New Jersey approves public records overhaul, but critics say it tightens access to documents – Trentonian

FILE – New Jersey Governor Phil Murphy delivers his State of the State address during a joint session of the Legislature at the Statehouse, January 9, 2024, in Trenton, NJ. Murphy signed legislation on Wednesday, June 5, regulating access to the state public that critics say will likely make it more difficult for the public and media to access certain documents. (AP Photo/Matt Rourke, File)

TRENTON – New Jersey Governor Phil Murphy signed a law Wednesday regulating access to the state’s public records, likely making it more difficult for the public and media to access some documents, according to critics.

Murphy, a Democrat, acknowledged the disappointment of social justice, labor and other groups that vocally objected to the bill.

“If I believed this bill would in any way enable corruption, I would veto it without hesitation,” Murphy said. “After a thorough examination of the provisions of the bill, I am confident that, when viewed comprehensively, the changes are relatively modest.”

The governor’s statement did little to convince critics of the measure.

“This is a dark day for our democracy – one that voters will not soon forget,” the League of Women Voters of New Jersey said in a post on X, formerly Twitter.

The legislation amends the state’s Open Public Records Act, which the public and journalists regularly use to obtain state and local government documents, including budgets, agency receipts, public salaries, correspondence and other information that is not always easy to retrieve is.

The bill’s sponsors say they support transparency and want to help beleaguered clerks who can’t always handle a wave of requests, sometimes driven by commercial interests. Opponents of the bill argued that the measure will make it more difficult to obtain documents and comes at a time when Americans’ trust in institutions is declining. In a May 2023 survey by AP-NORC and Robert F. Kennedy Human Rights, a majority of respondents said news stories that cover the facts facing the country or provide in-depth background and analysis are extremely or very helpful in helping understand issues that are important to them. .

Murphy nodded to this distrust in his statement, but ultimately said he thought the measure was an appropriate update to the legislation since it was introduced more than two decades ago.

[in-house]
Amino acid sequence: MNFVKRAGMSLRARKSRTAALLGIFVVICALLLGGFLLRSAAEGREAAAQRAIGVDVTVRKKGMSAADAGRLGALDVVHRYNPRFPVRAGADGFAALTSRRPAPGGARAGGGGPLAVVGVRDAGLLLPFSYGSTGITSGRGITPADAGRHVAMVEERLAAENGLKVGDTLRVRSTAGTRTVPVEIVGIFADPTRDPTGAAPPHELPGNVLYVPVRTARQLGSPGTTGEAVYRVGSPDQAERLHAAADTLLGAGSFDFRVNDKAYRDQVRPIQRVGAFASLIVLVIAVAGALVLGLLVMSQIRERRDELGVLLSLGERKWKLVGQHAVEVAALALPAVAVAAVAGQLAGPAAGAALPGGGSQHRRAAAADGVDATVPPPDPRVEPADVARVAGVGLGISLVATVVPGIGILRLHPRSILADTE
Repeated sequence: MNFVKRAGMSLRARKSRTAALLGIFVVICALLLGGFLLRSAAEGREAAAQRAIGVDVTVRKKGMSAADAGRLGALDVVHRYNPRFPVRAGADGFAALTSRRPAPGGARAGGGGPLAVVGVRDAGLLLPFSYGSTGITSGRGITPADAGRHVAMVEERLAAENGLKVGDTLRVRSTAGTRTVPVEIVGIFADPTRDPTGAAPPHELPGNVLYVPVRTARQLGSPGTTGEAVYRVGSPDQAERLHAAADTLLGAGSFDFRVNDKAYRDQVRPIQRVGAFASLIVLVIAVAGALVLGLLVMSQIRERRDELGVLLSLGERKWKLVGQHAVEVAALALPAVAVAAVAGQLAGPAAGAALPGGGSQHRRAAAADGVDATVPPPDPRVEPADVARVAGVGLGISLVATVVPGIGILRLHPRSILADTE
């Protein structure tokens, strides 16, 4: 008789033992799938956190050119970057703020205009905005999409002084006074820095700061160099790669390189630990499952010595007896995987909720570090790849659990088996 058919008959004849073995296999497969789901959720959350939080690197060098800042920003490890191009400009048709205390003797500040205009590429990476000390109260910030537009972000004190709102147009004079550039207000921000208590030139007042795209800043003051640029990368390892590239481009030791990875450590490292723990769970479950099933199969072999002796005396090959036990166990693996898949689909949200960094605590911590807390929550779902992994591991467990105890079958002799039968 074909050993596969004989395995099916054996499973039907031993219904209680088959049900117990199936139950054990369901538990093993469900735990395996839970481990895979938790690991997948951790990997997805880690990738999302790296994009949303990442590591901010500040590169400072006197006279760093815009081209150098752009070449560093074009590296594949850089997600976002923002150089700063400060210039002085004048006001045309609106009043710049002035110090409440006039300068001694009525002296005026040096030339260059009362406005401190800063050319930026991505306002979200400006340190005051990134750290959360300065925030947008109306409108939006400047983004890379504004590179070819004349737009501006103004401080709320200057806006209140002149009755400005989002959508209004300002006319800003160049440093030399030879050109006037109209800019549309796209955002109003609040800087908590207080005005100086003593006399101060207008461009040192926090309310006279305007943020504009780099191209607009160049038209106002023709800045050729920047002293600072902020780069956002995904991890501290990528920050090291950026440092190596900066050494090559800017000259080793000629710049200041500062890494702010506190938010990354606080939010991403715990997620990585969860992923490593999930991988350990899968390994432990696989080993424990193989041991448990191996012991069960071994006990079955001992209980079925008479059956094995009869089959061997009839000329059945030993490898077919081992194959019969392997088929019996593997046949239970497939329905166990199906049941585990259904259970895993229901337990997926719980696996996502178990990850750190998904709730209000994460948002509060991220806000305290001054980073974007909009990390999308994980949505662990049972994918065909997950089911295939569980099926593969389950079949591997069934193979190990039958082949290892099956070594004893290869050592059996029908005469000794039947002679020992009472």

“Perhaps the most troubling concern I have heard is that signing this bill will both enable corruption and erode trust in our democracy,” he said. “I understand that we are living in a moment where our democracy feels more fragile than ever.”

One provision in the legislation allows officials to charge commercial interests who can charge up to twice the cost of producing documents. In another language, agencies may sue applicants they accuse of interrupting the “function of government.” The new law also ends the obligation for cities to pay attorneys’ fees in lawsuits they lose because of records requests.

The latter provision could make it prohibitively expensive for members of the public and news reporters to challenge local and state governments in court, according to the bill’s opponents, including civil rights groups, the state’s press association and dozens of others who spoke about it during committee hearings testified. year.

Murphy pointed to a provision in the new law that such a fee structure could still occur, but only if a court finds that the public entity acted in bad faith, or intentionally or unreasonably denied documents. Critics of the measure wondered whether judges would be reluctant to declare that a public body acted in bad faith.

The Associated Press signed a letter from the New Jersey Society of Professional Journalists calling on politicians to reject the legislation.

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